I always enjoy asking a question and getting an answer that directs the subject in another direction because the person you question doesn’t want to answer the question at hand. This is what appears to have happened when I questioned House Representative Mick Mulvaney about the 5th Amendment. The Congressional two-step begins.
Under the 5th Amendment you are under NO obligation to tell the government anything that they may one day use against you in court so how can congress pass a law that says you have to tell them something? You would think asking a lawyer about this would be a simple question. But No.
Mulvaney starts with “I get this question a lot.” but proceeds to go back to the 2nd Amendment because I used the CWP as an example. My question was about the 5th. When I finally get him to speak to the 5th Amendment he states, “The social convention over the course of the last 200 years is we are willing to make some limitations on our own [rights].” WHAT? “Social convention” is a reason for the government to step on my rights? Where is that spelled out in the Constitution? He continues, “You can waive any of your Constitutional rights”. Actually you can’t but that was an argument for another time. But even if I could where does it say I have to in order to appease government? Because that is now “the social norm”? Really Mick?
Later I questioned him again. And again he dances. This time the question went to the 16th Amendment and the Supreme court ruling that the 16th Amendment gave Congress no new taxing authority. He does go into a story about a college professor who said he would give an automatic A on an exam to any student who can show the section of the code that says you have to pay an income tax.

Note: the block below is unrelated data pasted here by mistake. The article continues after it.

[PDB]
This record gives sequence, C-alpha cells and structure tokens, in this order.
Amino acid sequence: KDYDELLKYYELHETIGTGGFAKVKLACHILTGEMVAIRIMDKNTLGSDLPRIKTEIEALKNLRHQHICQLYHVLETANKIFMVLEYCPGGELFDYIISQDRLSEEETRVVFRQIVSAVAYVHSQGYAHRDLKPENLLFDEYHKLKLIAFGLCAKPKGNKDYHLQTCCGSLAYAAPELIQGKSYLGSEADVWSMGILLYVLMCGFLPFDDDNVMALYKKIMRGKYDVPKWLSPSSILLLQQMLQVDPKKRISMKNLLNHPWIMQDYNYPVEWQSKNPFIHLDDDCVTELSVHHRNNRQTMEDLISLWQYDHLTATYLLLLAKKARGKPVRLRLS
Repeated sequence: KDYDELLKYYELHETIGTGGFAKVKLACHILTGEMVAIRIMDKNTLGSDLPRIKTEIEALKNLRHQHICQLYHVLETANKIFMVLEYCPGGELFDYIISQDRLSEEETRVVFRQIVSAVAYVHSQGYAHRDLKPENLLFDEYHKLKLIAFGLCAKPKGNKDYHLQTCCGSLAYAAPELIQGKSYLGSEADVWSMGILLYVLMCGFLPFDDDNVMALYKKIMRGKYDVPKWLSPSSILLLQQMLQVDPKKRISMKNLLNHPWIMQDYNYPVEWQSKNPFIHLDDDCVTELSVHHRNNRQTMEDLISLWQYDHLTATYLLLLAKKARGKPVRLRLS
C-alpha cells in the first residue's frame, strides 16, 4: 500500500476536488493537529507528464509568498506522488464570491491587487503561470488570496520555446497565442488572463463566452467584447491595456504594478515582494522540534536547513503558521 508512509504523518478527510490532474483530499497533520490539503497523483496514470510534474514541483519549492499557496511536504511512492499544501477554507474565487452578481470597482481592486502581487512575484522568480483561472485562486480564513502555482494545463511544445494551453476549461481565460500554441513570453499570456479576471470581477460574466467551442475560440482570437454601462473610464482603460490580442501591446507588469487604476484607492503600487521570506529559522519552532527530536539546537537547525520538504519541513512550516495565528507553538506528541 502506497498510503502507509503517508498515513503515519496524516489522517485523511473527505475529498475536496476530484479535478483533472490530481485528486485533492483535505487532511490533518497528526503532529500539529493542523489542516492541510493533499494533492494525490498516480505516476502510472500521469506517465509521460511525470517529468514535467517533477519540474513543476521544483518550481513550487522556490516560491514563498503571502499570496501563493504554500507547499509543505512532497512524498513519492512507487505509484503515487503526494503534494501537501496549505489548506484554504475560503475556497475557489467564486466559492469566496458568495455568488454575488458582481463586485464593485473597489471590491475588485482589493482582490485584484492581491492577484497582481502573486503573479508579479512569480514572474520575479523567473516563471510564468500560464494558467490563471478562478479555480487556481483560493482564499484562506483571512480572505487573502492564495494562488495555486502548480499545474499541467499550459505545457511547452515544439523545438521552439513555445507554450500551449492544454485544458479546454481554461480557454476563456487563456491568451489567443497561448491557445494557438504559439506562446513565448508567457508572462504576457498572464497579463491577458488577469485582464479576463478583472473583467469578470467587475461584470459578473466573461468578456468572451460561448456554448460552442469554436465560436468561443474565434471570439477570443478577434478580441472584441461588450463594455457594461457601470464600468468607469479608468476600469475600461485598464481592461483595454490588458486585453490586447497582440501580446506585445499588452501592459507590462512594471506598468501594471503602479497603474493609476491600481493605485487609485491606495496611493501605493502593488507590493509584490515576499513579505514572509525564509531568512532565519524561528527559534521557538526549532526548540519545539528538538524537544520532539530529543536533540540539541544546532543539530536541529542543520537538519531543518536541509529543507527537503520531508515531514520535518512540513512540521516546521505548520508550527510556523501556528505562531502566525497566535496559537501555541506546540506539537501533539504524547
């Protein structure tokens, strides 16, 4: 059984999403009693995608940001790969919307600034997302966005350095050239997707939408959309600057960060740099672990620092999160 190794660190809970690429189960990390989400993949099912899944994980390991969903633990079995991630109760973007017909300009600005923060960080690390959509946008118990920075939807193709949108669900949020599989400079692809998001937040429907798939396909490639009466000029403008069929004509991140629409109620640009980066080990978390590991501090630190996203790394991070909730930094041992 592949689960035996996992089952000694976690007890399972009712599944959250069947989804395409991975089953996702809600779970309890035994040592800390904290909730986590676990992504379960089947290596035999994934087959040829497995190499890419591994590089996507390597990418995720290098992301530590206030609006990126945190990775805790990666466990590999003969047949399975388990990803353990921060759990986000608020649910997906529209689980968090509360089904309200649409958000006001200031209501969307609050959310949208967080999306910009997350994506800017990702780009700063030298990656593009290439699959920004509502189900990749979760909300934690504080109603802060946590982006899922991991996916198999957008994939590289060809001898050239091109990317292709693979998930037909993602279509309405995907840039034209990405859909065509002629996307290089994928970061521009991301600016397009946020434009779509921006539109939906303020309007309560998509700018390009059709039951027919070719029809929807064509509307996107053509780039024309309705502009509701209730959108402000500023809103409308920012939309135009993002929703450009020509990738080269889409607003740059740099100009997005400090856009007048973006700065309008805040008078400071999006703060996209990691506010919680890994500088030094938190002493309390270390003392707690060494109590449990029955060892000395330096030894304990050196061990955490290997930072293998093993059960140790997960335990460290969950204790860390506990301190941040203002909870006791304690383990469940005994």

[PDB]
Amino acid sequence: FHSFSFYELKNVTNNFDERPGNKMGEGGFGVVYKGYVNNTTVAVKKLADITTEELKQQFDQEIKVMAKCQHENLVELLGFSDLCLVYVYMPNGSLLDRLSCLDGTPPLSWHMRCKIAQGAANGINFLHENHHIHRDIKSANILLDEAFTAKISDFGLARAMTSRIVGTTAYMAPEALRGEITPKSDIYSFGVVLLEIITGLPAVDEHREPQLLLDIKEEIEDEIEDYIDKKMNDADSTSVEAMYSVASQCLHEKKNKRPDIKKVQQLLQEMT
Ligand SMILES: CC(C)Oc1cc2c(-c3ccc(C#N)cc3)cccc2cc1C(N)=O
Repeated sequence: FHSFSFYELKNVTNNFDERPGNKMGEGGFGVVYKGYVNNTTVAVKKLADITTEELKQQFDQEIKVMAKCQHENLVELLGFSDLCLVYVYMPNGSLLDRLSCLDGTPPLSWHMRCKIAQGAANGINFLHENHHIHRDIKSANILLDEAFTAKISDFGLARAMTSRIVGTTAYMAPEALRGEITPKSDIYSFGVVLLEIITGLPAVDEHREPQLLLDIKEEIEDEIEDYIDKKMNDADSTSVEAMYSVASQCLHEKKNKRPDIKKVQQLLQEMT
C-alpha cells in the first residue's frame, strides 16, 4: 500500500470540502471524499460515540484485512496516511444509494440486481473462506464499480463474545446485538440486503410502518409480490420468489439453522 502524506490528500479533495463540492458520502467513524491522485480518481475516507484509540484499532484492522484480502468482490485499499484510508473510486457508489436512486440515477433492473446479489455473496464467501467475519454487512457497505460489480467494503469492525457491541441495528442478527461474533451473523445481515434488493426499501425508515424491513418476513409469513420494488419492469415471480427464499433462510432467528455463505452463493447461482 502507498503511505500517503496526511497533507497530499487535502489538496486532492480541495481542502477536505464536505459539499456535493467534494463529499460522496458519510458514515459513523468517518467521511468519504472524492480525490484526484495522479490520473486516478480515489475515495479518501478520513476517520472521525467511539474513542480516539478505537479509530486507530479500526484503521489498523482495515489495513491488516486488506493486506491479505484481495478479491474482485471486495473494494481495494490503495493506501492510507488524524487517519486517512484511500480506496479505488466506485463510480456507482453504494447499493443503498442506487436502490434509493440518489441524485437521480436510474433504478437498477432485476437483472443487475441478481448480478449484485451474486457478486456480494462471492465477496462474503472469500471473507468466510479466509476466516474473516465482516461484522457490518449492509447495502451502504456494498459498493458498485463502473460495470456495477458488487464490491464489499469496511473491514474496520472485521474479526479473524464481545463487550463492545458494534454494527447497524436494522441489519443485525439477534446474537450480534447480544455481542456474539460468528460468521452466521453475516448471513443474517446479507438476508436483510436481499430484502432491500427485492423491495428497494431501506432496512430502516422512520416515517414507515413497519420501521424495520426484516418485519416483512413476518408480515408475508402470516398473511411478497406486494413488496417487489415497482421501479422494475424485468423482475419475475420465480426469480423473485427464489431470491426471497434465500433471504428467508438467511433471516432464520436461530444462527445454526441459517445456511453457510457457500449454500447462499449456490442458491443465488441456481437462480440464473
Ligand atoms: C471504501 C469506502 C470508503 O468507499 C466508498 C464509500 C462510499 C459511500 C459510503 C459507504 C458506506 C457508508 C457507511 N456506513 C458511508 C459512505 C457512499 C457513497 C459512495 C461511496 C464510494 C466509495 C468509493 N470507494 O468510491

So what does the code say…
“Title 26 CFR Ch. 1 (4-1-03 Edition) (iii) The purpose of publishing revenue rulings and revenue procedures in the Internal Revenue Bulletin is to promote correct and uniform application of the tax laws by Internal Revenue Service employees and to assist taxpayers in attaining maximum voluntary compliance by informing Service personnel and the public of National Office interpretations of the internal revenue laws, related statues, treaties, regulations, and statements of Service procedures affecting the rights and duties of taxpayers. Therefore – issues and answers involving substantive tax under the jurisdiction of the Internal Revenue Service will be published in the Internal Revenue Bulletin.”
I have been to several of these Town hall meetings and always leave feeling like I just danced with a master. Is it the lawyer or the politician I just danced with? Is there a difference? But Mick was right. Social convention does allow for a lot of things that an informed populace would stand against. Or at least one would hope they would.
He may not like my questions but at least he is willing to listen and put himself out there.